Al Fonzi is an independent opinion columnist for The Atascadero News and Paso Robles Press; you can email him at atascaderocolumnist@gmail.com.

Last month I wrote about Biden’s legacy of shame, abandoning American citizens and allies in Afghanistan to a certain fate of torture and death if captured by the Taliban or al-Qaeda /ISIS terrorists. Hundreds have since been butchered as predicted; former American special forces soldiers allied with non-governmental organizations have set up overland escape routes, smuggling out small numbers of their Afghan compatriots fortunate enough to be able to re-connect along with their families. Thousands still remain in hiding, moving from house to house, village to village, attempting to evade certain death. The incompetence of the execution of the non-combatant evacuation operation (NEO) was compounded by the indifference to leaving sensitive equipment behind for enemy capture. Included were over 7000 sets of ID kits that used biometrics for the ID of individuals. Each set contained a complete database containing personal information on every Afghan that worked for America during the war, from truck drivers and cooks to intelligence operatives. The Taliban has been using these sets to go door-to-door to locate, ID, and capture Afghans who worked with us.

Most of whom that are captured by Taliban forces have heart-rendering stories, such as the former interpreter and his family, first tortured, then beheaded except for his 10-year old daughter who was sold off to an ISIS fighter as a child bride.

Biden didn’t just abandon Americans and Afghans; he also left our European allies in the lurch, hundreds of whose citizens remained scattered throughout the country and unable to penetrate Taliban roadblocks. Unlike American forces, British Special Air Service commandos made numerous forays into the countryside to recover British nationals. American troops wanted to leave the airport to rescue their fellow citizens and Afghans alike but were ordered by the President not to depart the confines of Kabul airport, ostensibly to prevent further American casualties. That order left many American troops demoralized as they were forced to watch as hundreds eligible for evacuation were left behind.

A heartbreaking story with little coverage is how our retreating forces were ordered to abandon K-9’s (war dogs) that so faithfully accompanied American troops into combat, sniffing out improvised explosive devices and enemy ambushes, saving the lives of untold numbers of U.S. troops. These dogs are faithful unto death to their masters and the military units to which they were assigned. In the past, a dog-handler was often able to adopt his dog for life after they left the service. The dogs in Afghanistan, at least 50 of them were abandoned to their fate and left behind, if not summarily shot. Someone decided arranging their transport home was too expensive, and troops were ordered to leave them behind in the chaos of the evacuation.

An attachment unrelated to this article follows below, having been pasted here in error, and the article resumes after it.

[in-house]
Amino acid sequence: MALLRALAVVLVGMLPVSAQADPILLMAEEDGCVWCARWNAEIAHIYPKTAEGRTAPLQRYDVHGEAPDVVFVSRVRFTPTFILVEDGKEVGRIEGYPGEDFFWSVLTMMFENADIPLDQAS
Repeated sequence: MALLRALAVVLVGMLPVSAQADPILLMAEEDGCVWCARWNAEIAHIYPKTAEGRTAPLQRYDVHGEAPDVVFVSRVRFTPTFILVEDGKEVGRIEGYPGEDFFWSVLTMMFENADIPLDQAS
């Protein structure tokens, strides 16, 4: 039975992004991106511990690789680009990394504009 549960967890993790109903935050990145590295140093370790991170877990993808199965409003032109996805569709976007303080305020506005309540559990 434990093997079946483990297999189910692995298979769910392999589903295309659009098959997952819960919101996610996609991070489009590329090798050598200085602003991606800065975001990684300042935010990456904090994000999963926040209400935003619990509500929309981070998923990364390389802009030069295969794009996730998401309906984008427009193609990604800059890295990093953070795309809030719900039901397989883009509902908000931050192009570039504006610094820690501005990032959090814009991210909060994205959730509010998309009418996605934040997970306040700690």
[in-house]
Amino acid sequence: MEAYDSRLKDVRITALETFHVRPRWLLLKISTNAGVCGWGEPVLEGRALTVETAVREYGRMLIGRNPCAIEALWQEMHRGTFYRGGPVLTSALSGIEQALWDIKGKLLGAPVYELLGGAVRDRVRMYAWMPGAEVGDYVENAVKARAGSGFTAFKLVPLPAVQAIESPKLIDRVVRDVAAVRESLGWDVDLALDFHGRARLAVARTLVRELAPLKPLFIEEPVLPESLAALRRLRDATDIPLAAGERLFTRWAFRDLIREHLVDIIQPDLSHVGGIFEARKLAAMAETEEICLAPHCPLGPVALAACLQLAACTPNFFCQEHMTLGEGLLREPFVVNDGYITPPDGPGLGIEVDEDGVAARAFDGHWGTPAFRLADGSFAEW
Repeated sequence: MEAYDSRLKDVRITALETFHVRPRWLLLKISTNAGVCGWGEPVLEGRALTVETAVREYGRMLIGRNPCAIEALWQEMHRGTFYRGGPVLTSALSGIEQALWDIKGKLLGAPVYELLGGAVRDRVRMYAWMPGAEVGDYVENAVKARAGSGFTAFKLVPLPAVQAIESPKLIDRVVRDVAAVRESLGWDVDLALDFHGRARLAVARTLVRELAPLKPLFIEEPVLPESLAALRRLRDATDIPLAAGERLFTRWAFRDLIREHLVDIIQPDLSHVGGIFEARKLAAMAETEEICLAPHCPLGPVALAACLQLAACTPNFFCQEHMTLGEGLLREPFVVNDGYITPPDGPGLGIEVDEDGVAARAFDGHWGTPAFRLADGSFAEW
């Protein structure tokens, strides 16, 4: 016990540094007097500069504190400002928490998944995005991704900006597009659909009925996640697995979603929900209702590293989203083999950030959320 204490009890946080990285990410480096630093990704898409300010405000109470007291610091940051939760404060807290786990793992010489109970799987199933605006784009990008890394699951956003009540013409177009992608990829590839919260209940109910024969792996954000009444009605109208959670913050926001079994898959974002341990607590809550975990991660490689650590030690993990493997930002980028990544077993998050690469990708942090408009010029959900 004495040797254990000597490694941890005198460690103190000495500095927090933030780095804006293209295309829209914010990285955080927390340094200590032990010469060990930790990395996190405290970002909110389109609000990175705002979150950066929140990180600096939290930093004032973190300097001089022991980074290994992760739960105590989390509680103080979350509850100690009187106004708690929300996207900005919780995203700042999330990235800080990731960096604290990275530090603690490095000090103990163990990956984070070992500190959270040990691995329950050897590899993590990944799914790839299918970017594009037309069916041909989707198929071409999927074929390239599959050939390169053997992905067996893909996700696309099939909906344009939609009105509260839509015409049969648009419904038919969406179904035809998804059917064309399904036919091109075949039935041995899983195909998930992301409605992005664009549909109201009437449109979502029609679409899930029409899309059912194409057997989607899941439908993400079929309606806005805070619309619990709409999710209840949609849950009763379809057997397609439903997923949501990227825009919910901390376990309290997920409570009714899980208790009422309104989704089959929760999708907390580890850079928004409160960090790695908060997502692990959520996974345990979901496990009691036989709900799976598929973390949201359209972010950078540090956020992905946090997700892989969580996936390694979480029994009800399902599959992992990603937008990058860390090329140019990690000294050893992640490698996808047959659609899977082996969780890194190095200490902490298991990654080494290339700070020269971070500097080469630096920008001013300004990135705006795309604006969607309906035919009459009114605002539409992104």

Getting through this together, Paso Robles

This last week the story of the evacuation became even worse. In congressional hearings this week, we listened to the Chairman of the Joint Chiefs of Staff, who is the senior military advisor to the President, along with the Commander of U.S. Central Command (with authority over the Middle East military operations) along with the Secretary of Defense all contradict President Biden’s comments to CNN reporter that nobody told him of an imminent Afghanistan collapse or of a need to keep at least 2500 American troops on the ground to support Afghan military forces. All three top military officials stated they had advised the President to keep a stabilization force on the ground and to continue logistical support to the Afghan forces. The Secretary of Defense confirmed that the advice of the top generals was included in the President’s briefings, but the President insisted on a complete withdrawal and to adhere to an August 31st date of final withdrawal. Worse still, the President’s civilian national security team didn’t think it necessary to ask for advice of senior military commanders until Kabul had already fallen and the ground situation was a fait accompli.

We hadn’t experienced a single casualty for 18 months, and our maintenance support of Afghan aircraft and special operations advisors to monitor distribution of essential supplies was crucial to Afghan forces ability to stave off the Taliban offensive, an offensive supported by over 15,000 al-Qaeda fighters and Pakistani intelligence operatives infiltrated from Pakistan. The Afghans lost over 66,000 troops in the 20-year fight against the Taliban, with an equal number of civilian casualties. Our presence and support was essential to keeping the Taliban terrorist army at bay. We could have defeated them, but American policymakers were determined to abandon the field to achieve a political “victory lap” by declaring the war over by the 20th anniversary of the attacks of Sept. 11, 2001. Unfortunately, nobody thought to tell the Taliban or other Islamic terrorist groups that the war was over: for them, it’s just a pause to regroup, rearm and plan the next attack. Where’s the outrage?